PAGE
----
Get 2 days of premium access
Study Guides (380,000)
US (220,000)
UC-Irvine (3,000)
BIO SCI (300)
Study Guide

[BIO SCI E179] - Final Exam Guide - Ultimate 22 pages long Study Guide!


Department
Biological Sciences
Course Code
BIO SCI E179
Professor
Peter A.Bowler
Study Guide
Final

This preview shows pages 1-3. to view the full 22 pages of the document.
UC-Irvine
BIO SCI E179
FINAL EXAM
STUDY GUIDE

Only pages 1-3 are available for preview. Some parts have been intentionally blurred.

Only pages 1-3 are available for preview. Some parts have been intentionally blurred.

Study Guide
Lecture 6
Wetlands
Are shallow-water habitats with emergent vegetation
They have water-dependent plants (hydrophytic vegetation), alluvial soils (formed
by processes involving water), and are wet at least part of the year
Wetland types are distinguished by water flow and vegetation
Surface water wetlands
receive water from precipitation and surface flows these include surface water
slope and surface water depression wetlands.
Groundwater slope and ground water depression wetlands get their water from
underground sources (the “water table” or subsurface aquifer)
Marshes
have emergent herbaceous vegetation like cattails and swamps sustain woody
(trees) emergent vegetation. Both are “open systems” fed by rivers or streams
are emergent wetlands typically with a regular inlet and outlet of water (open
systems with water flowing in and out). They can be salt or freshwater, inland or
coastal. They are dominated primarily by non woody, emergent herbaceous
vegetation. Marshes are found throughout the United States
open systems (water flows in and out) dominated by emergent aquatic
herbaceous plants such as cattails, bulrushes and sedges, and have submerged
or floating macrophytes such as pondweeds and water lilies (a floating leaf plant).
A major feature distinguishing marshes from swamps is the absence of trees and
shrubs; marshes accumulate peat (organic material which builds up on the
bottom) and have an external source of water - overflow from rivers and streams.
Hydraulic residence time = 4 days; open system (river); productivity to biomass
ratio (P:B) = 1.2 (greater than other types); %organic material is intermediate; pH
5.1 – 7.0 (fairly neutral)
Bogs
are surface water depression wetlands (rain-fed). Water flow in bogs is low or
non-existent. Freshwater marshes and swamps are characterized by a slow but
steady flow of water
typically have a thick layer of floating root masses or peat on the surface and are
highly acidic. They may have no regular inlet or outlet of water, thus they are
dependent upon precipitation for water. Most floating bogs are found in the
northern United States. Pocosins, also a type of bog, are described below. Bogs
are surface water depressional wetlands
Bogs are closed, surface water depressional wetlands. Bogs accumulate peat
and are dominated by acidophilic mosses (notably Sphagnum moss, an
acid-tolerant moss) and sedges. Because of the acidity of their water, bogs have
find more resources at oneclass.com
find more resources at oneclass.com
You're Reading a Preview

Unlock to view full version

Only pages 1-3 are available for preview. Some parts have been intentionally blurred.

few or no trees or aquatic macrophytes. Since they are sustained by rainfall,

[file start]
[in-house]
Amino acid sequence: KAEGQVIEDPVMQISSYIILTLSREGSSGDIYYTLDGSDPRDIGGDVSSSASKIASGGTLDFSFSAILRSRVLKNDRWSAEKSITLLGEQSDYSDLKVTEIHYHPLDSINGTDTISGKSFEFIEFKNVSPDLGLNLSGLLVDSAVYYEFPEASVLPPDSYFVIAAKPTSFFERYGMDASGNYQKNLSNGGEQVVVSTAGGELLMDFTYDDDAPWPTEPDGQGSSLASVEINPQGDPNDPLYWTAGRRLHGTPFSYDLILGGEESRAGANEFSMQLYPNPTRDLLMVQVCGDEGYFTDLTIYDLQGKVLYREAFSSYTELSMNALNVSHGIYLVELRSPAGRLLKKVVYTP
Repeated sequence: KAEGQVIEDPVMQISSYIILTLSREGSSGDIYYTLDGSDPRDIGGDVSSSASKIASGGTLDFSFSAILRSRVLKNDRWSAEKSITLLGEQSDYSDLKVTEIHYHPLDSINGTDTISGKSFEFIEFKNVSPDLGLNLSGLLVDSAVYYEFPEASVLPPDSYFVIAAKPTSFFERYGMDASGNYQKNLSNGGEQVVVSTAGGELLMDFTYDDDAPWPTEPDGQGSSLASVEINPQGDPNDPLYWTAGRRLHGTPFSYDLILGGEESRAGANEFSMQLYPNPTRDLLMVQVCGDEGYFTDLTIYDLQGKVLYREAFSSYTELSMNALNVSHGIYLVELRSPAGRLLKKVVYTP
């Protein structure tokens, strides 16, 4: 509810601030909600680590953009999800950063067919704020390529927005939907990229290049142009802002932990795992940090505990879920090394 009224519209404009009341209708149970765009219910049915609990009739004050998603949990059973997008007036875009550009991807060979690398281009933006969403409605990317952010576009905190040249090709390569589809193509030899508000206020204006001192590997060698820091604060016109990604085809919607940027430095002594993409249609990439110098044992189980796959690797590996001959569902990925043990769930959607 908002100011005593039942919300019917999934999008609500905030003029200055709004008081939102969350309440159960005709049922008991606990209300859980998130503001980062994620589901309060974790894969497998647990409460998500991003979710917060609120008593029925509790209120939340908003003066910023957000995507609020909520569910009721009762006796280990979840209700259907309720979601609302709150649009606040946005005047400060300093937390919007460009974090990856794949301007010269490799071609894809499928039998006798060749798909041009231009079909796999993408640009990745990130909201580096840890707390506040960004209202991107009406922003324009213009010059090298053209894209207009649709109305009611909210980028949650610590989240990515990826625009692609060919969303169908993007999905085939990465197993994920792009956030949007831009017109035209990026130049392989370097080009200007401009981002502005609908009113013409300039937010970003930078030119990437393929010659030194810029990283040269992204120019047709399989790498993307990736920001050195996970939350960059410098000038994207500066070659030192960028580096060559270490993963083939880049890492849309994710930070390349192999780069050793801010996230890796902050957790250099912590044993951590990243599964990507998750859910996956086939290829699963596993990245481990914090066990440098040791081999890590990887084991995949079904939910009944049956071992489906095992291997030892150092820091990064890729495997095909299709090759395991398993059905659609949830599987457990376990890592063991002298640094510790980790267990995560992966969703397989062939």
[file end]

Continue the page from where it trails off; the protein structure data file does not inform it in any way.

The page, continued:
bogs are dependent on replenishment by rainwater
In Canada they are called muskegs and in Europe they are called moors or mires
Hydraulic residence time = 70 days; closed system; productivity to biomass ratio
(P:B) = 0.1 (greater than swamps); % organic matter is greatest (lots) pH 3.6
4.7 (consistently acidic)
Fens
are groundwater depression wetlands (water flows in from the underground water
table or aquifer)
are groundwater depressional wetlands with mineral rich water
Fens have some of the characteristics of both bogs and marshes. They are
distinguished by a mineral rich groundwater source and have a more alkaline
(higher) pH than bogs.
Because they have an external source of water (from the water table) their
hydraulic residence time is short (5 days) when compared with the residence
time of bogs (70 days) that are dependent upon occasional rainfall.
Fens are groundwater depressional wetlands.
Hydraulic residence time = 5 days; closed system; productivity to biomass ratio
(P:B) = unknown; % organic material is highly variable ( 10 – 95) and can be very
low or quite high; pH 5.1 – 7.6 (fairly neutral)
Swamps
are dominated primarily by trees or shrubs and are found throughout the United
States. They are open systems, with water flowing through them. Swamps are
particularly abundant in the south
are open, flow-through systems that contain trees and shrubs (woody emergent
plants), but also a variety of macrophytes in open areas (usually limited by
shading, however).
They accumulate little peat because the trees are not deciduous and there are
not large areas of herbaceous vegetation to contribute organic detritus, as is the
case in marshes.
They usually have an external source of water, such as a river
Hydraulic residence time = 0.4 days; open system (river); productivity to biomass
ratio (P:B) = 0.07 (shorter than other types); % organic matter is smallest; pH 3 –
7 (variable)
Vernal Pools
are naturally occurring surface water depressional wetlands that are covered by
shallow water for variable periods from winter to spring, but may be completely
dry for most of the summer and fall
Vernal (spring) pools are wetlands that are restricted in distribution by climate
and topography. Our Mediterranean climate pools in North America are unique in
that upland plant species have evolved into them, and also in the extent of their
invertebrate endemism
find more resources at oneclass.com
find more resources at oneclass.com
You're Reading a Preview

Unlock to view full version